[REVIEW] Dark Skies: Space Expansionism, Planetary Geopolitics, and the Ends of Humanityin Reviews , Quest Articles (digital) , Quest: The History of Spaceflight Quarterly
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Dark Skies: Space Expansionism, Planetary Geopolitics, and the Ends of Humanity by David Deudney
Quest Volume: 28 #3 (2021)
Dark Skies is not a historical work. Rather, it comes out of political theory and geopolitics and tries to predict the political and military outcomes of the expansion of human settlement into the solar system and beyond. It is relevant to historians insofar as they are interested in various historical actors named as advocates for what Deudney calls “space expansionism,” notably Konstantin Tsiolkovsky, Wernher von Braun, Arthur C. Clarke, and Carl Sagan. It also may be relevant because most space historians are believers in the beneficent effects of human expansion into space. Like scholars in other specialized historical subdisciplines, space historians are a self-selected group who often grew up as enthusiasts for space exploration. It is rare that someone hostile to, or skeptical of, spaceflight would choose to write space history. While Deudney is not opposed to Earth-centered space programs, his Dark Skies condemns space colonization as a mortal threat to humanity, and thus provides a bracing challenge to some of the assumptions that many of us (including me) have often taken for granted.
Dark Skies is a profoundly techno-pessimist book. It takes a very negative view of the human race, perhaps rightly so, as likely to spread its violent and environmentally destructive ways into near-Earth and solar space. As the work is not history, I will not elaborate his often jargon-ridden, hard-to-read arguments in geopolitical theory, but in short, he sees space colonization at a dangerous threat because: (1) it can lead to the authoritarian or totalitarian domination of the Earth by orbital military infrastructures; (2) it will lead to space colonies independent from Earth that are prone to violence and inimical to freedom because of the profound challenge of survival in hostile environments; (3) it will lead to the ability to manipulate asteroid orbits, creating a potential planet-destroying superweapon; and (4) it may lead to the development of cyborgs or post-human super-intelligent species who will have no regard for the human race and are likely to wage war on us.
Deudney argues convincingly that almost all classic advocates of space expansionism, from Tsiolkovsky to O’Neill and beyond, are naïve about the likely political implications of space colonies, assuming that they will lead to a utopian future of freedom and wealth. Those advocates spent little time thinking about what it would be like to sustain societies in alien environments where survival is difficult at best. Humans are poorly adapted for long-term stays in deep space. Genetic and cybernetic engineering may be needed to create beings able to function in intensely radioactive, low-gravity environments. Space advocates also wish away the possibility of hostility and military action between Earth and its off-world colonies or among those offshoots, although those themes are staples of science fiction. (The Expanse TV series comes to mind; a devastating asteroid attack on Earth was a major plot point in the recently released season.)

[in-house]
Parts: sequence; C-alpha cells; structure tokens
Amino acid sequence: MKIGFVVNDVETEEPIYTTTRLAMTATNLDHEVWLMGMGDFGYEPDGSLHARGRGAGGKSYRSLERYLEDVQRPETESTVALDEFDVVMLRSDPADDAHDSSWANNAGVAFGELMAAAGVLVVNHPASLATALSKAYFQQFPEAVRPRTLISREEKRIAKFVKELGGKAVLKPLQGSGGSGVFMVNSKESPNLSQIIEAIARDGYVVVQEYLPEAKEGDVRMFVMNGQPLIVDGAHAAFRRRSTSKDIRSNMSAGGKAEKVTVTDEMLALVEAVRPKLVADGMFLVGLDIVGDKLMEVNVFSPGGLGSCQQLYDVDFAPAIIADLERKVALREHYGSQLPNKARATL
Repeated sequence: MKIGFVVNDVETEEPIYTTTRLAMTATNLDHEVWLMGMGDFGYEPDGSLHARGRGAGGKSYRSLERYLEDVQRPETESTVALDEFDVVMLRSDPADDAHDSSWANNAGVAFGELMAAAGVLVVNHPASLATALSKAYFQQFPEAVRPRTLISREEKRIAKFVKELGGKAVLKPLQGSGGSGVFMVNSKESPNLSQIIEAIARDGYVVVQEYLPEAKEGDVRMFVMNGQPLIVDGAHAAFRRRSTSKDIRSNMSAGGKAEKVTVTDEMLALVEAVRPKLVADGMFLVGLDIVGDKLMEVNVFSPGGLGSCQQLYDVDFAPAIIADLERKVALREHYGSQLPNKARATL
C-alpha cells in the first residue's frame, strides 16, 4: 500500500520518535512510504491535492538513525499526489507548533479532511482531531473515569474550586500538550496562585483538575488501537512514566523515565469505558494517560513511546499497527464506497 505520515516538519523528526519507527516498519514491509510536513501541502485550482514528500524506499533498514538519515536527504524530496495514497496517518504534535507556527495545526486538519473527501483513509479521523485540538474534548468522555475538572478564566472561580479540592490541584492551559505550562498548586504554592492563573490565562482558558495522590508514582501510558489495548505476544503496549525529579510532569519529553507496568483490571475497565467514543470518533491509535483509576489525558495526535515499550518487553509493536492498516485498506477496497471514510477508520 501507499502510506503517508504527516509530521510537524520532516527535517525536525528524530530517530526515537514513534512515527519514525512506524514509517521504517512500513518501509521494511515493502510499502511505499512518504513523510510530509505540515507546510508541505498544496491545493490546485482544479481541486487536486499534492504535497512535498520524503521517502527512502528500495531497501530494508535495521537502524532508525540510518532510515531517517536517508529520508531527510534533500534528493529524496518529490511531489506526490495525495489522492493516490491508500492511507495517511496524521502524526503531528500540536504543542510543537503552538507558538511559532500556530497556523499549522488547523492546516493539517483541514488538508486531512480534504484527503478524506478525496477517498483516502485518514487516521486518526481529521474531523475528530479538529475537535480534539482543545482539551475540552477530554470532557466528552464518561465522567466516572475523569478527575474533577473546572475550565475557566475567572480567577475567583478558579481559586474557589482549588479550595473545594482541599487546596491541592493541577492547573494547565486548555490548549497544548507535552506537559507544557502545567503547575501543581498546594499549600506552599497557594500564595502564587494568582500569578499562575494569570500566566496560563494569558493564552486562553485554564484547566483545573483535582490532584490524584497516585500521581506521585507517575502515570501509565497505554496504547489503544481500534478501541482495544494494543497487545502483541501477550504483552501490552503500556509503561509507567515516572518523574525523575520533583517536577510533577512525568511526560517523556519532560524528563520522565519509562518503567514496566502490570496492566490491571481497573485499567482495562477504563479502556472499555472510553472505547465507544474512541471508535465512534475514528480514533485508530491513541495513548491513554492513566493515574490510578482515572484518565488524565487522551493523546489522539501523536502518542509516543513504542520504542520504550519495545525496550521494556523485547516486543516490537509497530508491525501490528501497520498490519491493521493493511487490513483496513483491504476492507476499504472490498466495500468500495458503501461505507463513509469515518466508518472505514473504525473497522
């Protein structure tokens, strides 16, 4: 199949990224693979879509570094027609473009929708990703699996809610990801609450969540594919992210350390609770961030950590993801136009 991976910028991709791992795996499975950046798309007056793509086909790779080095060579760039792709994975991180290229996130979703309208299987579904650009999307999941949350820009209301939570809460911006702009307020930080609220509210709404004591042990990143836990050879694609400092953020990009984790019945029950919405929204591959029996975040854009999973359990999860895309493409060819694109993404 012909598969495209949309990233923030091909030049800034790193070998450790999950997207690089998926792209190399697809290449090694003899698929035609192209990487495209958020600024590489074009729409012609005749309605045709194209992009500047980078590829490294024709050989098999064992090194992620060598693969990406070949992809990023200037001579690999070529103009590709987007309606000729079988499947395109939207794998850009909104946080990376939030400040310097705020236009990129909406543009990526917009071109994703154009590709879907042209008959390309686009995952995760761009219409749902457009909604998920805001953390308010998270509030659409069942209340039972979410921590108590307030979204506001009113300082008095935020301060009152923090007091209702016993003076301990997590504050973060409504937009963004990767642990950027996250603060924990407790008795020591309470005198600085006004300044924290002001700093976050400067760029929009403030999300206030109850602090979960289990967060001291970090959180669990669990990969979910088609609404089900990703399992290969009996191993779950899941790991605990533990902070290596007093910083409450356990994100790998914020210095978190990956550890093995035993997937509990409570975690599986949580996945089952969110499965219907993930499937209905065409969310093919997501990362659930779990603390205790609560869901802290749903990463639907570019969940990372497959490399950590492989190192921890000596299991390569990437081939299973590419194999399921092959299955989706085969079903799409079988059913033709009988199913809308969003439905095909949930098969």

Deudney does use the names of key space expansionists too loosely and without careful regard for the historical evidence of what they may or may not have argued. He contrasts “von Braun military space expansionism” with an Earth-friendly “Clarke-Sagan Whole Earth Security Program.” I am an unlikely candidate to defend Wernher von Braun; indeed, Deudney cites an article I published on how von Braun sold his early-1950s space station proposal with the argument that its nuclear missiles could dominate the Soviet Union—such a station might even carry out preemptive strikes! This inconvenient fact continues to be ignored by von Braun enthusiasts, notably in Huntsville, Alabama, where his Nazi issues are also swept under the rug. Yet Deudney projects a whole program for the military domination of space named after von Braun that bears no resemblance to what he advocated later in life, when civilian space programs were his central concern. Similarly, Deudney’s heroes, Clarke and Sagan, are used as the symbolic names for a circumscribed, Earth-centric, environmentalist space program that is not inconsistent with their values, yet they could be numbered in the ranks of the believers in the munificent effects of unlimited space expansion.
I will not attempt to comprehensively critique Deudney’s geopolitical arguments here, as they are often outside my areas of disciplinary expertise. I will recommend the book as a challenging exercise in contrarianism. While not easy reading or particularly well-written, it can force us to rethink our assumptions.
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Title: Dark Skies: Space Expansionism, Planetary Geopolitics, and the Ends of Humanity
Author: David Deudney
Publisher: Oxford University Press
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